I have a budget that I look at and tweak constantly. I track every dime I spend with my debit card on Mint.com and I try my best to track every cash dollar I spend on there as well. So, why is it ever since my company switched to a bi-weekly payroll system, I’m having an extremely difficult time staying afloat financially? And now with a looming cut in child support payments and taking on new financial responsibilities how on Earth am I supposed to survive?
It seems that there are two issues I face and one can’t really be resolved without first resolving the other. I have a problem with spending. Now, it’s not a huge ugly monster of a problem. The majority of the credit card debt I have was accumulated over a year ago before my separation, not after as usually happens. I make very few purchases with credit cards and do so seldomly. I’m not behind on any of my bills. My problem is with the leftover money, the money I’m supposed to use for those hard to nail down expenses like groceries, gas, clothing, restaurants, and other such things.
I’ve tried a few different systems to get this together but can’t seem to really nail it down. One of the most touted methods is, for instance, the envelope system. The envelope system and I can’t seem to click. For one, I have a really hard time tracking my spending this way. But the other problem is that I burn through cash too easily. It flies through my fingers! And then, when I’ve burned through all of the cash in my envelopes and my gas tank is on Empty, I pull out the debit card and draw on the overdraft line of credit to pull out enough cash to fuel me until the next payday. Thankfully, my Electric Orange checking account with ING has very low rates on the line of credit and the line of credit itself is tiny so my fees for using it never amount to more than a dollar for a month.
Today, I spent a couple of hours re-examining my financial system and brainstorming ideas on how I can make this work. It seems that adjusting my bi-weekly salary to monthly amounts and then budgeting off that has wreaked havoc on me. It just allows too much wiggle room for compulsive spending. So, instead of continuing with that system, I’ve gone ahead and scrapped it and am moving forward with a monthly budgeting system that works with what my actual income will be that month versus what it would come out to monthly if I was saving chunks of my paychecks the proper way. What this means is most of the time, I will have lean but doable months. And then twice a year I get an extra paycheck except I can’t just go ahead and throw the whole thing somewhere (aka savings, debt, etc.) because there are bills with due dates.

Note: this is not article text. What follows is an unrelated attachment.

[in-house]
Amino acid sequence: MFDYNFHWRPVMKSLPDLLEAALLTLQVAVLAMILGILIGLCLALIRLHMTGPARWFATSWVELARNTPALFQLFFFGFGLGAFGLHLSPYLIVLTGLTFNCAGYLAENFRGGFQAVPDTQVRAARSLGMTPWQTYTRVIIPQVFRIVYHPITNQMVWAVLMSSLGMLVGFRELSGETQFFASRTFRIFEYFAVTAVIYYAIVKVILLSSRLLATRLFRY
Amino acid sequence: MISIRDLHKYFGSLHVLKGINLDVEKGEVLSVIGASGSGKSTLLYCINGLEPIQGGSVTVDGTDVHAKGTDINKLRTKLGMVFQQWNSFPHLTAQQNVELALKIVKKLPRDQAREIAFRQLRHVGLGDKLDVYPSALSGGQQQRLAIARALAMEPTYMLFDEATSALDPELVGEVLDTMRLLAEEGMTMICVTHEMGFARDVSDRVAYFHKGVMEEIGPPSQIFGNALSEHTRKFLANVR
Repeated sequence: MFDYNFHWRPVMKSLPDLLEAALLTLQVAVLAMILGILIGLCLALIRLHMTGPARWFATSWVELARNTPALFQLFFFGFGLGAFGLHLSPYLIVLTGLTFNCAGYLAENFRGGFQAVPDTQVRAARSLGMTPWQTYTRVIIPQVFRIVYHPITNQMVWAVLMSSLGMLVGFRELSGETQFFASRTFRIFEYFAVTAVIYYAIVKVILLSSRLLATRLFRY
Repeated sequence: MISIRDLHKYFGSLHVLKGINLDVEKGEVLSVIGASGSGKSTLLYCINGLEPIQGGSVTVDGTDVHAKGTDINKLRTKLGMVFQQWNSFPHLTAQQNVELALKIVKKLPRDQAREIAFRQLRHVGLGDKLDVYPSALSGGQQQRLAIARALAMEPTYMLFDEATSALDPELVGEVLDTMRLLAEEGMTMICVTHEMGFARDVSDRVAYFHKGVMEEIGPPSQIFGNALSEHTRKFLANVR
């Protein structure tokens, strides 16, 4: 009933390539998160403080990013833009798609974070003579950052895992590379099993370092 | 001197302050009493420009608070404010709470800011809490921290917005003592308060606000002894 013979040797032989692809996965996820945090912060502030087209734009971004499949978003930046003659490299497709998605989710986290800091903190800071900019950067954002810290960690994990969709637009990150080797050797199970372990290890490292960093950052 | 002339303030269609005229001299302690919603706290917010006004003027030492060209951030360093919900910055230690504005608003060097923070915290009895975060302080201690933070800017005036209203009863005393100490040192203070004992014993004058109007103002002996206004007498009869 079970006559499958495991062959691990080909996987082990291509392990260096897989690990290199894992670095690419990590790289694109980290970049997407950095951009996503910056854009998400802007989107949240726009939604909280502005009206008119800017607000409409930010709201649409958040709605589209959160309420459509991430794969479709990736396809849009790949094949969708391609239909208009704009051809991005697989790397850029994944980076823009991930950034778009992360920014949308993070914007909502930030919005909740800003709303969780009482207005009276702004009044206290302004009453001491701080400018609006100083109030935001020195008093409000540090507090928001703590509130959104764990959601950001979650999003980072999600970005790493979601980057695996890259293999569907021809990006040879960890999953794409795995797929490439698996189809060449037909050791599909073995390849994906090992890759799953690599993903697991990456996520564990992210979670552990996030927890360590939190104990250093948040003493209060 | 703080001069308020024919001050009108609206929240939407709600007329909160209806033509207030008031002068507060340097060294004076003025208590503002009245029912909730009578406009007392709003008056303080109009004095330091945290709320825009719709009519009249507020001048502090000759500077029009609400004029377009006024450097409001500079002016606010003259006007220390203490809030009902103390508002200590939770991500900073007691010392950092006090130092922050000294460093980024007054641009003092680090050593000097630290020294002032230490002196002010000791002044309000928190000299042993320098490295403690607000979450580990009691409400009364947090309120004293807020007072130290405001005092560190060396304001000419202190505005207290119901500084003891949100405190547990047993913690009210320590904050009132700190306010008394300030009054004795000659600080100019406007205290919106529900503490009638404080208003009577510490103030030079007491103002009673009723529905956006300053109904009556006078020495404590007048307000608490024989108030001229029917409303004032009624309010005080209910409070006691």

I thought about spending some time now and trying to budget ahead for July but every time I’ve done this in the past, it’s turned out to be a complete time-waster. So, this time I’m going to wait until June is coming to close before I address the situation. So basically the first way I’m addressing compulsive spending (again) is attempting to draw up a budget that works (again). Now, for the rest of it I’m sort of stumped. I absolutely love tracking my spending on Mint. However, this makes it hard for me to really grasp how much money I actually have left from the particular pay cycle I’m on for a particular category. I don’t know why but seeing it on the monitor doesn’t make it click in reality for me. On the other hand, I’m fearful of having cash on hand. First of all, I have a harder time tracking spending. Second of all, I usually go through it too quickly. I’m inclined to go ahead and try moving to cash only and leaving my debit card at home. I think this will help me further understand what I’ve got is what I’ve got. If I don’t have the debit card on me I might also become more fearful of spending too much too quickly.
Thoughts? Personal experiences with this tricky little monster? This has been especially frustrating because I don’t feel completely overwhelmed by this. As a matter of fact I feel like the resolution to getting all of this under control is right there floating just inches above my grasp and that’s what drives me crazy.